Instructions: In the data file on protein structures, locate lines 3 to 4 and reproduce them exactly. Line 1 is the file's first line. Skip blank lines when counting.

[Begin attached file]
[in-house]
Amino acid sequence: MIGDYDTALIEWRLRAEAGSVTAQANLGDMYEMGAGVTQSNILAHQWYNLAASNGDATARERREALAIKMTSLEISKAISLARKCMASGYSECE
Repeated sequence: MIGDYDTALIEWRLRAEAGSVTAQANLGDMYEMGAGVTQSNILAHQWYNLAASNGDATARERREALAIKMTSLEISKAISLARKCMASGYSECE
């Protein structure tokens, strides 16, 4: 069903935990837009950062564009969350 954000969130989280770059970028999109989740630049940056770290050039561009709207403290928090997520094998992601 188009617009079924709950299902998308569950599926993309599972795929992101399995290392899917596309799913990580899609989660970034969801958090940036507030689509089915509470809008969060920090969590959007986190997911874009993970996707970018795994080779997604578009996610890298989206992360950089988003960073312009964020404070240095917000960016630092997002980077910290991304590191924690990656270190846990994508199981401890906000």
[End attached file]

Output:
Repeated sequence: MIGDYDTALIEWRLRAEAGSVTAQANLGDMYEMGAGVTQSNILAHQWYNLAASNGDATARERREALAIKMTSLEISKAISLARKCMASGYSECE
């Protein structure tokens, strides 16, 4: 069903935990837009950062564009969350 954000969130989280770059970028999109989740630049940056770290050039561009709207403290928090997520094998992601 188009617009079924709950299902998308569950599926993309599972795929992101399995290392899917596309799913990580899609989660970034969801958090940036507030689509089915509470809008969060920090969590959007986190997911874009993970996707970018795994080779997604578009996610890298989206992360950089988003960073312009964020404070240095917000960016630092997002980077910290991304590191924690990656270190846990994508199981401890906000």